My first 650 miles with a BEV

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EbS-P

Minister of Fire
Jan 19, 2019
3,511
SE North Carolina
The Model Y is more appealing, I'm a wagon/hatch person and so is my wife. Looks like there's an ATB diff for Tesla drivetrains already. Model 3/Y dual motor long range battery with long travel suspension and good diffs would make for an unstoppable and comfortable year round driver. We haven't been further away from home than Bangor, 95-115 miles depending on which way we go, since November 2018 when we were on the way to our newly bought house. A 300+ mile range is plenty for us.
I don’t know what’s around the the super charger in Brewer but if the my Battery is below 40% I can charge at 100 kw. a(that’s like 300 miles an hour charge rate for me) And that’s on a 150 kw charger on old battery tech.

My point is long range may be a selling point but it really shouldn’t be as big of a factor in the buying decision. 10-15 minutes on the charger and you would have enough range to get back home.

If batteries start limiting production we will see Tesla sell 50-60 kWh batteries in the M3 just to keep the production lines moving.

I’d totally take beefed up MY but I’d make sure it gets some extra battery protection under there.

What you don’t trust traction control??? ;)
 

SpaceBus

Minister of Fire
Nov 18, 2018
7,085
Downeast Maine
I don’t know what’s around the the super charger in Brewer but if the my Battery is below 40% I can charge at 100 kw. a(that’s like 300 miles an hour charge rate for me) And that’s on a 150 kw charger on old battery tech.

My point is long range may be a selling point but it really shouldn’t be as big of a factor in the buying decision. 10-15 minutes on the charger and you would have enough range to get back home.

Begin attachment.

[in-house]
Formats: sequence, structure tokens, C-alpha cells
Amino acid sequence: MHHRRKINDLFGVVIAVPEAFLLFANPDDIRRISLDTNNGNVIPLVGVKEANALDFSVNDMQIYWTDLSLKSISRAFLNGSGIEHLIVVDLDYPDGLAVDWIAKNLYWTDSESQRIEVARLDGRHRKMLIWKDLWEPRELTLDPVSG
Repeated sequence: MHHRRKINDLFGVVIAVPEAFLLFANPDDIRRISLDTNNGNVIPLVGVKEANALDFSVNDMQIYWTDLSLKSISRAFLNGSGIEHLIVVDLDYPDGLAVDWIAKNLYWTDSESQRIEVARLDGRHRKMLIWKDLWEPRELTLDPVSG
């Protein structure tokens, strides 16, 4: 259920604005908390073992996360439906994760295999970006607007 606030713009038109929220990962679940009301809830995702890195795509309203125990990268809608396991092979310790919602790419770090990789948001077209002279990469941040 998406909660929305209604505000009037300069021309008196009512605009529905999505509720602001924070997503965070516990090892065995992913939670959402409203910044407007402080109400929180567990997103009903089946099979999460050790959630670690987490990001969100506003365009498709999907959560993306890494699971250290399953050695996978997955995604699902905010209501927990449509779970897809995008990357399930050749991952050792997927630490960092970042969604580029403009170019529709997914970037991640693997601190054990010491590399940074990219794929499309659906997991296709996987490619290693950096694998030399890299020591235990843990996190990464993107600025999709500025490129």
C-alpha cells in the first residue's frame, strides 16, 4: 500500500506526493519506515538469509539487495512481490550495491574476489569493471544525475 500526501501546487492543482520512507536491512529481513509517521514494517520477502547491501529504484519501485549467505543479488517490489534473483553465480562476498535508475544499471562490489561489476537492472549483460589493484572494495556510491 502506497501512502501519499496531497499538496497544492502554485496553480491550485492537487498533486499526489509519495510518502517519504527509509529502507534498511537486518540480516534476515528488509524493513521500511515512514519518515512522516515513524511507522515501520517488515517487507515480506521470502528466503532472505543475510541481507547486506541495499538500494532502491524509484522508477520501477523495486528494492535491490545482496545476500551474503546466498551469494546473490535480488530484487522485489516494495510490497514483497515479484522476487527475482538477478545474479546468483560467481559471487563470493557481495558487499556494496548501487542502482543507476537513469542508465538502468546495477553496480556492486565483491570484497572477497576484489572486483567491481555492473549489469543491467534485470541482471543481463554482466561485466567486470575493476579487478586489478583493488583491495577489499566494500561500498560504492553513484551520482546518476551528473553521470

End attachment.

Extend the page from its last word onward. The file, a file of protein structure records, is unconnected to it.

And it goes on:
If batteries start limiting production we will see Tesla sell 50-60 kWh batteries in the M3 just to keep the production lines moving.

I’d totally take beefed up MY but I’d make sure it gets some extra battery protection under there.

What you don’t trust traction control??? ;)
I think traction control is great, especially on wet pavement. That's about the only situation I really like having it. Stability control and traction control not only ruin the fun, but they can really work against you driving in the snow. At least it does on most cars I've driven in the snow.
 

EbS-P

Minister of Fire
Jan 19, 2019
3,511
SE North Carolina
I think traction control is great, especially on wet pavement. That's about the only situation I really like having it. Stability control and traction control not only ruin the fun, but they can really work against you driving in the snow. At least it does on most cars I've driven in the snow.
I want to see a Tesla with manual locking hubs and chains! ;)
 
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peakbagger

Minister of Fire
Jul 11, 2008
7,679
Northern NH
I have been waiting for integrated electric hub drives to make it to the market where the electric motor generator brake is all integrated into a wheel assembly. No need for diffs and its makes the body design far simpler. Then its just a matter of software for traction control
 

SpaceBus

Minister of Fire
Nov 18, 2018
7,085
Downeast Maine
I want to see a Tesla with manual locking hubs and chains! ;)
I'm not so old that I only like manual hubs! Auto hubs are fine, but I'll still be keeping chains in the trunk 😂🤣 Peakbagger is right, hub motors need to happen. I get that they will significantly increase unsprung weight, but I don't think it will be so bad.
 

EbS-P

Minister of Fire
Jan 19, 2019
3,511
SE North Carolina
I have been waiting for integrated electric hub drives to make it to the market where the electric motor generator brake is all integrated into a wheel assembly. No need for diffs and its makes the body design far simpler. Then its just a matter of software for traction control
They are here just not super popular yet.

 

EbS-P

Minister of Fire
Jan 19, 2019
3,511
SE North Carolina